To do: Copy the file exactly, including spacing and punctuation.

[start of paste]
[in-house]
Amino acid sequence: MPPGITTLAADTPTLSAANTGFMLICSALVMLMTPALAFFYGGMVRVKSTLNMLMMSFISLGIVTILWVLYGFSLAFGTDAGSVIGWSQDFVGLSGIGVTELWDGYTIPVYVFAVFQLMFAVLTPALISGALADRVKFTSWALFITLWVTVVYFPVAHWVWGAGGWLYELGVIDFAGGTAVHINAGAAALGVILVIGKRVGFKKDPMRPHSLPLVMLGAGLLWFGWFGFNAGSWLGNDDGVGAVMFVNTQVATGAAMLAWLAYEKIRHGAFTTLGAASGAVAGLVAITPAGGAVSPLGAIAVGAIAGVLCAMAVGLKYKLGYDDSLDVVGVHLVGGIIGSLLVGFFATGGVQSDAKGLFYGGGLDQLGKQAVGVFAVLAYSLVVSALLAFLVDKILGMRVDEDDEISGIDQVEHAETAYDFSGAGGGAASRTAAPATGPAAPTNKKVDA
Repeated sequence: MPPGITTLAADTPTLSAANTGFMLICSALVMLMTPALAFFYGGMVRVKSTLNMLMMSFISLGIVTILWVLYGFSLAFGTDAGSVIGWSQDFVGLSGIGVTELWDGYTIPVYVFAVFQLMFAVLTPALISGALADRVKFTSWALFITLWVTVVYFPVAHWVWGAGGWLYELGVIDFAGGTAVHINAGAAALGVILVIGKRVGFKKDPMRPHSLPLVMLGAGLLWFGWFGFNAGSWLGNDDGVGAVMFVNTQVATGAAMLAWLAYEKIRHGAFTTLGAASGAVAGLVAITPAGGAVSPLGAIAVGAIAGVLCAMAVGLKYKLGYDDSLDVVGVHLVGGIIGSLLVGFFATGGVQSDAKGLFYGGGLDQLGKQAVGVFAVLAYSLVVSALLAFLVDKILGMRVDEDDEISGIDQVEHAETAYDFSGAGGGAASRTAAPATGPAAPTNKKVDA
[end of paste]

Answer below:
[in-house]
Amino acid sequence: MPPGITTLAADTPTLSAANTGFMLICSALVMLMTPALAFFYGGMVRVKSTLNMLMMSFISLGIVTILWVLYGFSLAFGTDAGSVIGWSQDFVGLSGIGVTELWDGYTIPVYVFAVFQLMFAVLTPALISGALADRVKFTSWALFITLWVTVVYFPVAHWVWGAGGWLYELGVIDFAGGTAVHINAGAAALGVILVIGKRVGFKKDPMRPHSLPLVMLGAGLLWFGWFGFNAGSWLGNDDGVGAVMFVNTQVATGAAMLAWLAYEKIRHGAFTTLGAASGAVAGLVAITPAGGAVSPLGAIAVGAIAGVLCAMAVGLKYKLGYDDSLDVVGVHLVGGIIGSLLVGFFATGGVQSDAKGLFYGGGLDQLGKQAVGVFAVLAYSLVVSALLAFLVDKILGMRVDEDDEISGIDQVEHAETAYDFSGAGGGAASRTAAPATGPAAPTNKKVDA
Repeated sequence: MPPGITTLAADTPTLSAANTGFMLICSALVMLMTPALAFFYGGMVRVKSTLNMLMMSFISLGIVTILWVLYGFSLAFGTDAGSVIGWSQDFVGLSGIGVTELWDGYTIPVYVFAVFQLMFAVLTPALISGALADRVKFTSWALFITLWVTVVYFPVAHWVWGAGGWLYELGVIDFAGGTAVHINAGAAALGVILVIGKRVGFKKDPMRPHSLPLVMLGAGLLWFGWFGFNAGSWLGNDDGVGAVMFVNTQVATGAAMLAWLAYEKIRHGAFTTLGAASGAVAGLVAITPAGGAVSPLGAIAVGAIAGVLCAMAVGLKYKLGYDDSLDVVGVHLVGGIIGSLLVGFFATGGVQSDAKGLFYGGGLDQLGKQAVGVFAVLAYSLVVSALLAFLVDKILGMRVDEDDEISGIDQVEHAETAYDFSGAGGGAASRTAAPATGPAAPTNKKVDA